When we were younger, anyone over the age of 30 was old. Like old. But once we grow up, we learn that age is relative. We’re all older than someone and younger than someone else. So, these days, in the modern age of medicine, the wellness movement and people in the west living longer than before…is age relative?
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What is “old age”?
For the purpose of measuring and quantifying statistics, the term old age in North America is usually marked at 60 or 65 years of age. Statistics are just buckets of data, so how does this apply to us? According to the ACL.gov website, here are some applicable “old-age stats”. Click this link to see the full fact sheet:
- In 2020, a larger percentage of older men (70%) than older women (48%) were married.
- Of older adults, 65+ living in a community, 61% lived with their spouse/partner in 2020. About 27% lived alone.
- The 2019 median income of older persons was $27,398 ($36,921 for men and
$21,815 for women).
- The median household income of older homeowners was $36,200 in 2019.
- In 2020, 9.8 million 65+ Americans were in the labor force (working or actively
Statistics help us to understand percentages of population, what specific groups may need, and what power they wield (Click here to read the article 7 Things to Know About The Silver Economy).
But does this mean that at the mark of 60, we magically turn “old”? Absolutely not.
How is age relative?
Interesting studies have been done when it comes to aging and who we consider to be “old”. Most often, teenagers consider 30 old and people under 30 will say that 60 is old. But middle-aged people are more likely to say that closer to 70 is old. Then again, when people 60+ are asked, they are even more likely to say that over 75 years old is old.
Einstein’s theory of special relativity says that time is relative, meaning that it is perspective. If time depends on perspective, then “age” must be too. Could it be?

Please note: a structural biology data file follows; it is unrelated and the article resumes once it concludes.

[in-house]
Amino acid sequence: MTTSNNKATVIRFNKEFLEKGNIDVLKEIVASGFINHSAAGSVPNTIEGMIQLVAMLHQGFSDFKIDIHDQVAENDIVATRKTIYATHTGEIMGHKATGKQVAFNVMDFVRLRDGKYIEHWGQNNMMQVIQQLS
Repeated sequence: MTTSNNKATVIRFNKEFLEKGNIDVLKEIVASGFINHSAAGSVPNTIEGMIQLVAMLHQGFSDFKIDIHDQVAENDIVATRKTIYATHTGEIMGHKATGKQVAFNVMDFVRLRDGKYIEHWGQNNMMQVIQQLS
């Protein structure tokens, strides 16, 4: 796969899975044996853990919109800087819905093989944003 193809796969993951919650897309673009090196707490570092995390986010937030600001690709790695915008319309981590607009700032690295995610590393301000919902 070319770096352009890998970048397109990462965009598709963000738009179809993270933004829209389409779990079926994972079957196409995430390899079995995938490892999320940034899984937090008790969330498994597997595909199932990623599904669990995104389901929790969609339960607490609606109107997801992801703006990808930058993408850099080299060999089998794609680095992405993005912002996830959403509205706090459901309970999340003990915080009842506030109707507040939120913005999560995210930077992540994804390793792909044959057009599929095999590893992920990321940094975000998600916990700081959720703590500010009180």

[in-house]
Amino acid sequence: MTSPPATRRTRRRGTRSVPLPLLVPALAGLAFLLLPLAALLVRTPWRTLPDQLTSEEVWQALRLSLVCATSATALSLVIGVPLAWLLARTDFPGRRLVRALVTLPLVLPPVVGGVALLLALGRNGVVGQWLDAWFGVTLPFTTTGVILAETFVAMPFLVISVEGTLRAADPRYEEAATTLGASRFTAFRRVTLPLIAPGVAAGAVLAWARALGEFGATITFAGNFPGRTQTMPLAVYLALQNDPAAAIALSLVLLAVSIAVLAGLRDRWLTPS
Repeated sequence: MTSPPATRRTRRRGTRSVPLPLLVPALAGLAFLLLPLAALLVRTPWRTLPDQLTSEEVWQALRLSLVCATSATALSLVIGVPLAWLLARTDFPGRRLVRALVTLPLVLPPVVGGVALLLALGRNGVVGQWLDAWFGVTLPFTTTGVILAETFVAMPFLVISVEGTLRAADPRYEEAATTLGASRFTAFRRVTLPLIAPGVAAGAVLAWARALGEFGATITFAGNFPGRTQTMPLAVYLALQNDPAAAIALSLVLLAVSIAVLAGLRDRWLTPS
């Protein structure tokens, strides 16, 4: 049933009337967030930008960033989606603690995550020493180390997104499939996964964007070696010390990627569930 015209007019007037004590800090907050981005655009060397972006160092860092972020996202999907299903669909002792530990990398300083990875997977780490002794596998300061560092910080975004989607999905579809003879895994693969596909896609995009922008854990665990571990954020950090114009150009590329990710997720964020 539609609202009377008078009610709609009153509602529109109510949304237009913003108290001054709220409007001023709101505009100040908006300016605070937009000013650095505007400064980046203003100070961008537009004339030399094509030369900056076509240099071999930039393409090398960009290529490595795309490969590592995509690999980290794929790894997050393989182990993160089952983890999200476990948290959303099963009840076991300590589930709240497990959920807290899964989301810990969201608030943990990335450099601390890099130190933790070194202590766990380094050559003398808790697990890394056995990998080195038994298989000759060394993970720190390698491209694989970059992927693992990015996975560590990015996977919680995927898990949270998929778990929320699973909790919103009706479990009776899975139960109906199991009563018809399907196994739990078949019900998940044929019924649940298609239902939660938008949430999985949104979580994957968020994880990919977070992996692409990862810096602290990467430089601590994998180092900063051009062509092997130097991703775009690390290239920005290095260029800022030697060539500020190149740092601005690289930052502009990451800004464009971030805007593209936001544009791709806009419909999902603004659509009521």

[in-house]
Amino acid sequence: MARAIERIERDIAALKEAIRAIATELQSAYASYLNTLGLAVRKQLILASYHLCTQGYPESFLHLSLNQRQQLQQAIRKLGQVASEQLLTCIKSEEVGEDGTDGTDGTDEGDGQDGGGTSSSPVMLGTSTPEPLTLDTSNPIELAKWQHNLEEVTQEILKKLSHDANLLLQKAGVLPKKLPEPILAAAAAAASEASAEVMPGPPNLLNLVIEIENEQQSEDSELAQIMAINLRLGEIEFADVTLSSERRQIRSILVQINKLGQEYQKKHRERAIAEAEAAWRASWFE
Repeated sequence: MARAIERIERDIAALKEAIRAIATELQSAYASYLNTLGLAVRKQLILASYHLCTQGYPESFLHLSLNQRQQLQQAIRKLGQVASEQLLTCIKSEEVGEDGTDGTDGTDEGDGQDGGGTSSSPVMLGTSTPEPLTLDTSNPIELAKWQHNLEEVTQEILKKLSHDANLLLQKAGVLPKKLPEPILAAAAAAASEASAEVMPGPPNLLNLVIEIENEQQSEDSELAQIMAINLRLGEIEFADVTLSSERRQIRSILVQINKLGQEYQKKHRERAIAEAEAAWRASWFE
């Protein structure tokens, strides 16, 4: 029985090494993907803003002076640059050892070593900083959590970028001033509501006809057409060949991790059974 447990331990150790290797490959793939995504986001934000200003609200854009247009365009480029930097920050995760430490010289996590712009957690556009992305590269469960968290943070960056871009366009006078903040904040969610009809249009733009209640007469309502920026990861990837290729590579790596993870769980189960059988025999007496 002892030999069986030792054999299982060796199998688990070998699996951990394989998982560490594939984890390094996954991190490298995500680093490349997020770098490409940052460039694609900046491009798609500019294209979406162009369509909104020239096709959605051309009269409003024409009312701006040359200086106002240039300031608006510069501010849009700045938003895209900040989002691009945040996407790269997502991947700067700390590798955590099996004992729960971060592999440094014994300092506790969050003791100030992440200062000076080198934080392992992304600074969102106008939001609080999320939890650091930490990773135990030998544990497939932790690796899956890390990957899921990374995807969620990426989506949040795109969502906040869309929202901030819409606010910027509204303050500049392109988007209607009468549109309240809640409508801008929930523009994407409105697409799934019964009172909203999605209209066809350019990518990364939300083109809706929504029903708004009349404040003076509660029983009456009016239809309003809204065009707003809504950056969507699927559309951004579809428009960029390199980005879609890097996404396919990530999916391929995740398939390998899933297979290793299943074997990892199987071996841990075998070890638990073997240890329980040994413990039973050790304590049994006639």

We’ve all known young older people and old young people. People who acted or behaved in a way that we associated with being younger or older than the person’s numerical age. And not much ages a person harshly than someone who is resentful of getting older; blindly focused on the past and why the “now” is worse than we they were younger.
It’s a matter of perspective
All of these things point to the number of years you’ve accumulated being less important to how you live them. What if the magical Fountain of Youth that Ponce de Leon sought was simple perspective? Being gracious, present and at peace with your life, no matter how many years you’ve already got invested.
Remember summer breaks from school when we were young? They lasted forever. As we age, we notice the speeding up of time. The last 10, 15, even 20 years have flown by. But anyone who has studied meditation will know that living in each present moment is the key. In fact, Pedram Shojal, in his book, The Art of Stopping Time, shows us tips and tricks to ‘stopping time’ by being mindful and present. This effectively can revive the feeling we had as young students on summer break and help us to re-evaluate our perspective of time (and therefore) age.
Many women cringe at the first time they were ever called ma’am. Even for those of us who never drank alcohol, getting asked for “ID” was always a badge of honor. We have these odd social customs that mark years; some of them feel flattering and some of them feel insulting, depending on where on the spectrum we fall.
The term ‘senior citizen’ was first used commonly in North America in the 1930’s and became more common over the next few decades. It started as a reference to the senior citizens of a particular community, used in the same way we would use “senior” executive. Keep in mind the life expectancy back in the 30s was approximately 63.
Over the years, it became more of an all encompassing term for ‘old person’, than a reference to a wiser and older member of the community. In the last few decades, a large part of the older population seems to prefer “senior” (without the citizen). At least that beats the previously used “Old Age Pensioner”.
Other terms for that era of our lives include: The 2nd Act, Golden Years, advanced years, long-lived, elder or elderly (although no one can state at what age one becomes elderly).
No matter the years we’ve accumulated, it’s all perspective. Even young people don’t have the guarantee of “tomorrow”. The key for all of us is how we see aging, how we experience time and how we feel on the inside.
As Bruce Willis once said, “Everyone is about 24 or 25 in their heart”.
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